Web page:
me in the piazza

I'm a writer, publishing both as SJ Rozan and, with Carlos Dews, as Sam Cabot. (I'm Sam, he's Cabot.) Here you can find links to my almost-daily blog posts, including the Saturday haiku I've been doing for years. BUT the blog itself has moved to my website. If you go on over there you can subscribe and you'll never miss a post. (Miss a post! A scary thought!) Also, I'll be teaching a writing workshop in Italy this summer -- come join us!
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Bird report

Long time since I've given you the Lower Hudson River East Bank Bird Report. It's settled out like this: the geese have spread out, nested, and produced early, though we had some really bad weather just about when those first eggs would have hatched, and so what we have now are two pairs of geese with one gosling each. It's sad, and it's also adorable, these huge geese with this tiny pencil dot paddling in the water behind. The chick follows the female and the male brings up the rear, though one of these pairs has a third adult who also swims with them. Maybe it's one of their chicks from last spring. Or maybe they're kinky.

Meanhwile, the wood ducks and buffleheads, after a few weeks, went on up north. According to my friend Jim, who knows a lot more about birds than I do, they don't stay down here anyway and probably weren't chased away by the geese, no matter what the geese like to think. The mallards -- the Ricardos and Mertzes -- are still around. I don't know where they're nesting but I saw the two males feeding together yesterday, which probably means the females are sitting on eggs and will take their turn feeding when the males come back to take their turn sitting. There's a pair of cormorants, though they don't seem to spend any time together. You'll see one flying over the pier and the other feeding in close to the wall. But they must coordinate somehow. Or maybe not. Maybe female cormorants leave the eggs when they feed and it works for them, and the males just impregnate them and scram. Anyone know?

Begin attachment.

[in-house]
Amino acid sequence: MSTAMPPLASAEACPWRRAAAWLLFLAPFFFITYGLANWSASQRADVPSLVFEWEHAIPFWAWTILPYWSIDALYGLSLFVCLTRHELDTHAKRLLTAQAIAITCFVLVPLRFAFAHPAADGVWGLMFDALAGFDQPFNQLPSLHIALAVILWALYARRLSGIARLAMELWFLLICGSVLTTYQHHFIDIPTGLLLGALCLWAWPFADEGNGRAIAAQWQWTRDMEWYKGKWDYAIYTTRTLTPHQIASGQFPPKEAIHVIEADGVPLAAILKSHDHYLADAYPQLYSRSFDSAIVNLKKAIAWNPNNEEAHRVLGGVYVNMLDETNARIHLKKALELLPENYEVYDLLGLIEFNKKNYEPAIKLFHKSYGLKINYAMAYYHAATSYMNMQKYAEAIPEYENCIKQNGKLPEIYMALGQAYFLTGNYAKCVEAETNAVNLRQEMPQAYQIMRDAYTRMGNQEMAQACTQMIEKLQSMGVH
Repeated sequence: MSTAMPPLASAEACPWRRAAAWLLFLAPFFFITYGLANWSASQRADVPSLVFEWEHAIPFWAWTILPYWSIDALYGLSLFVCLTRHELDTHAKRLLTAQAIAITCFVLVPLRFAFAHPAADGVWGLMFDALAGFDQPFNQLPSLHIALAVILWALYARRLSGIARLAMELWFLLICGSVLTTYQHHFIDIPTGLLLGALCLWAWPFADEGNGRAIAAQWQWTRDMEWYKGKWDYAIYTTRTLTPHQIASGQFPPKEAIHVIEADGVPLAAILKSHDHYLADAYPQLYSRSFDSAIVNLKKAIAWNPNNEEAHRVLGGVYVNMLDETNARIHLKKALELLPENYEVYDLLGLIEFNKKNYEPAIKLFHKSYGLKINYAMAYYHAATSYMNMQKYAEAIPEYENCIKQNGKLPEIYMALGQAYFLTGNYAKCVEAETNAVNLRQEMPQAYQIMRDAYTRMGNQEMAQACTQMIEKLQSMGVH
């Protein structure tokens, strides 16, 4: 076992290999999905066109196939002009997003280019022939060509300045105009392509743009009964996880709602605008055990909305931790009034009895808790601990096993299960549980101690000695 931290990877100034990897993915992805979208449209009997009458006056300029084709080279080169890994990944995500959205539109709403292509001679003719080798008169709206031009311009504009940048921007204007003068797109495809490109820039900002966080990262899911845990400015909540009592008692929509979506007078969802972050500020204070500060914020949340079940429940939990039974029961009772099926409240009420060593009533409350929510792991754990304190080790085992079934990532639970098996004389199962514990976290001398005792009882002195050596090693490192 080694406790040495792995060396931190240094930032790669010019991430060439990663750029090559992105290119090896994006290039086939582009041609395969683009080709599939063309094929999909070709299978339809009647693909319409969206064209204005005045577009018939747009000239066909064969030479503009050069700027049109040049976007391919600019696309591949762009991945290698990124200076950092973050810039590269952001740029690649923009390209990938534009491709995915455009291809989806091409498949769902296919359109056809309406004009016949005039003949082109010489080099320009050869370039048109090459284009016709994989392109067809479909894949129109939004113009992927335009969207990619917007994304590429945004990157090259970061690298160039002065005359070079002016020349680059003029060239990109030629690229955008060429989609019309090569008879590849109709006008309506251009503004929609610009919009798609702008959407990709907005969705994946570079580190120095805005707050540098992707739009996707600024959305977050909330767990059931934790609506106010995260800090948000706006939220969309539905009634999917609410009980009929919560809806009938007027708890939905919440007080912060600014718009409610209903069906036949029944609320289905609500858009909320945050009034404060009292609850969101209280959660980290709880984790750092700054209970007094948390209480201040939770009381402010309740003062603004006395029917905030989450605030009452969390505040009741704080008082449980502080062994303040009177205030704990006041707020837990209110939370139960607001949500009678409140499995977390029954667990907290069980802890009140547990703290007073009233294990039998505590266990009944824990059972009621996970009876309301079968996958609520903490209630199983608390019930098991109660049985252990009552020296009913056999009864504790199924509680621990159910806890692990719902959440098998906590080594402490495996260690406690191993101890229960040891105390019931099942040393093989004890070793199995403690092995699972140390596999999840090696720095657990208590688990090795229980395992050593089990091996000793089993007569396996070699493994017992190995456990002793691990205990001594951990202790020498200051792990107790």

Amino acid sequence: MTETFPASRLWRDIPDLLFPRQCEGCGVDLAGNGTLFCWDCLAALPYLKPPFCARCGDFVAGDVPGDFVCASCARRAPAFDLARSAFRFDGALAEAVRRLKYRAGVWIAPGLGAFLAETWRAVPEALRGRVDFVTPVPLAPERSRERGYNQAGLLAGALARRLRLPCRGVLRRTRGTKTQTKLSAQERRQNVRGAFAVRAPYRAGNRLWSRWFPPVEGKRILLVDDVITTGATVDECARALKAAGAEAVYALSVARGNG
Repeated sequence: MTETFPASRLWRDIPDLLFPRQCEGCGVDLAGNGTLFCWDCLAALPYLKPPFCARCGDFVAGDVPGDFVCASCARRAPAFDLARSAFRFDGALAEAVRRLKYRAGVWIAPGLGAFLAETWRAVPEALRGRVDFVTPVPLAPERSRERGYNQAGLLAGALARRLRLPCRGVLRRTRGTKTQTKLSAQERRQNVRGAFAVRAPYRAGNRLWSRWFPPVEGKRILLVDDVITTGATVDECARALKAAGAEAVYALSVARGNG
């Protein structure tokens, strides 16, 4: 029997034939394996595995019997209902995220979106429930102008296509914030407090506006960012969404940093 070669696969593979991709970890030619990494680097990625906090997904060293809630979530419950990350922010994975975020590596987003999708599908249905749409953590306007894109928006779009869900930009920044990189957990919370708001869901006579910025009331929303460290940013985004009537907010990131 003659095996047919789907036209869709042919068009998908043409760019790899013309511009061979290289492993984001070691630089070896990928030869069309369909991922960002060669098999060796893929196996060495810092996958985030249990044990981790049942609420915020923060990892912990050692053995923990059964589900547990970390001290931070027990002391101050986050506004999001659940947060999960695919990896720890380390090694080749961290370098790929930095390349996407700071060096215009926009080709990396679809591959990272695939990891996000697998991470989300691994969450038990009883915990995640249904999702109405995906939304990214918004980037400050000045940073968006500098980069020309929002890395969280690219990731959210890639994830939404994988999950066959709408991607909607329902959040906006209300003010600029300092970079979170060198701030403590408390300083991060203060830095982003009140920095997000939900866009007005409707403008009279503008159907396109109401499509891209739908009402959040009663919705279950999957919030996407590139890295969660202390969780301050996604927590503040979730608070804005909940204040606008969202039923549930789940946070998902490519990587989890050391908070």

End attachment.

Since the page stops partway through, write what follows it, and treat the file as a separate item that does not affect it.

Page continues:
The best, though, are the ring-necked ducks. There are about 40 of them, in three flocks. One of the flocks hangs around near my new spot by the river. If I get there early enough, they're still asleep. The other day the river was absolutely glass -- no tide, no wind, no movement. The ducks were sleeping, heads under their wings, until the other two flocks came circling in. A couple of sleeping birds woke as they landed, one flock on the north, one on the south. The newly-awake birds swam around waking up everyone else, and then led the local flock to the group on the north. There was a brief standoff, lots of ducks motionless in the water, lots of beaks facing each other. Then the leaders swam into the new flock and the others followed. The two flocks wove through each other for awhile and then, as a single flock, went over and did the same thing with the other new group. Then as one huge flock they all swam north, out of sight.

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